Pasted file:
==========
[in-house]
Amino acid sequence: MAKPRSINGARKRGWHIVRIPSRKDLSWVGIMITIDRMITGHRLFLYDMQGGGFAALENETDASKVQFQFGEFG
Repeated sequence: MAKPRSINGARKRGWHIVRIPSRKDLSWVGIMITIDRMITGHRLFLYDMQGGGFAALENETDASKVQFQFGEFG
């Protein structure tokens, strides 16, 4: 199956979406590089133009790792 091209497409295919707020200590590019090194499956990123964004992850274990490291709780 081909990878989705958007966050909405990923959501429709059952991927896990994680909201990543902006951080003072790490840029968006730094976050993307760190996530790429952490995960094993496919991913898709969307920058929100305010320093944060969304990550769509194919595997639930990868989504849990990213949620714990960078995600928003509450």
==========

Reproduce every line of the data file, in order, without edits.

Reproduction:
[in-house]
Amino acid sequence: MAKPRSINGARKRGWHIVRIPSRKDLSWVGIMITIDRMITGHRLFLYDMQGGGFAALENETDASKVQFQFGEFG
Repeated sequence: MAKPRSINGARKRGWHIVRIPSRKDLSWVGIMITIDRMITGHRLFLYDMQGGGFAALENETDASKVQFQFGEFG
């Protein structure tokens, strides 16, 4: 199956979406590089133009790792 091209497409295919707020200590590019090194499956990123964004992850274990490291709780 081909990878989705958007966050909405990923959501429709059952991927896990994680909201990543902006951080003072790490840029968006730094976050993307760190996530790429952490995960094993496919991913898709969307920058929100305010320093944060969304990550769509194919595997639930990868989504849990990213949620714990960078995600928003509450």